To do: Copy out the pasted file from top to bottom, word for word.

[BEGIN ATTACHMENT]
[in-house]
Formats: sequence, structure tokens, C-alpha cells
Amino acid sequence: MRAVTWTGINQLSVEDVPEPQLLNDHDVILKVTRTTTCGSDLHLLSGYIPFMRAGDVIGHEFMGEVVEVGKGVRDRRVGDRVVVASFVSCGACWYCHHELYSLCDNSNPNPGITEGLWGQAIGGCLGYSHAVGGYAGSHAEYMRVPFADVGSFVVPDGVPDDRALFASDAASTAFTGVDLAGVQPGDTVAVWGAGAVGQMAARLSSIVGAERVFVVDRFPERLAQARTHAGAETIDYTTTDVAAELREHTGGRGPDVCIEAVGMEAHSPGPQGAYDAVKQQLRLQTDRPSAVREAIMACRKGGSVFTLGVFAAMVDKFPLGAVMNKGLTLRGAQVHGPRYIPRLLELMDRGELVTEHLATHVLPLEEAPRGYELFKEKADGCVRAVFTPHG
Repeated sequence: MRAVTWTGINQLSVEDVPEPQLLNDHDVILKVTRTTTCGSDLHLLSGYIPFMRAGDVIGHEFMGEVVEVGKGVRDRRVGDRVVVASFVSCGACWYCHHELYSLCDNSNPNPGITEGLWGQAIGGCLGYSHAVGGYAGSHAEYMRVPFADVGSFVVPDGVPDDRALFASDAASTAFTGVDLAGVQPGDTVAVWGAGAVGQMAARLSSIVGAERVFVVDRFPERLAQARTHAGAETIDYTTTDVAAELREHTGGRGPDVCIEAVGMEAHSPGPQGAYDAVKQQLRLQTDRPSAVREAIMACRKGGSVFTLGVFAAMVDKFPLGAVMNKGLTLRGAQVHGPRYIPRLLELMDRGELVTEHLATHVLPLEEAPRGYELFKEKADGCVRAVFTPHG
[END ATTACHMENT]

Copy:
[in-house]
Formats: sequence, structure tokens, C-alpha cells
Amino acid sequence: MRAVTWTGINQLSVEDVPEPQLLNDHDVILKVTRTTTCGSDLHLLSGYIPFMRAGDVIGHEFMGEVVEVGKGVRDRRVGDRVVVASFVSCGACWYCHHELYSLCDNSNPNPGITEGLWGQAIGGCLGYSHAVGGYAGSHAEYMRVPFADVGSFVVPDGVPDDRALFASDAASTAFTGVDLAGVQPGDTVAVWGAGAVGQMAARLSSIVGAERVFVVDRFPERLAQARTHAGAETIDYTTTDVAAELREHTGGRGPDVCIEAVGMEAHSPGPQGAYDAVKQQLRLQTDRPSAVREAIMACRKGGSVFTLGVFAAMVDKFPLGAVMNKGLTLRGAQVHGPRYIPRLLELMDRGELVTEHLATHVLPLEEAPRGYELFKEKADGCVRAVFTPHG
Repeated sequence: MRAVTWTGINQLSVEDVPEPQLLNDHDVILKVTRTTTCGSDLHLLSGYIPFMRAGDVIGHEFMGEVVEVGKGVRDRRVGDRVVVASFVSCGACWYCHHELYSLCDNSNPNPGITEGLWGQAIGGCLGYSHAVGGYAGSHAEYMRVPFADVGSFVVPDGVPDDRALFASDAASTAFTGVDLAGVQPGDTVAVWGAGAVGQMAARLSSIVGAERVFVVDRFPERLAQARTHAGAETIDYTTTDVAAELREHTGGRGPDVCIEAVGMEAHSPGPQGAYDAVKQQLRLQTDRPSAVREAIMACRKGGSVFTLGVFAAMVDKFPLGAVMNKGLTLRGAQVHGPRYIPRLLELMDRGELVTEHLATHVLPLEEAPRGYELFKEKADGCVRAVFTPHG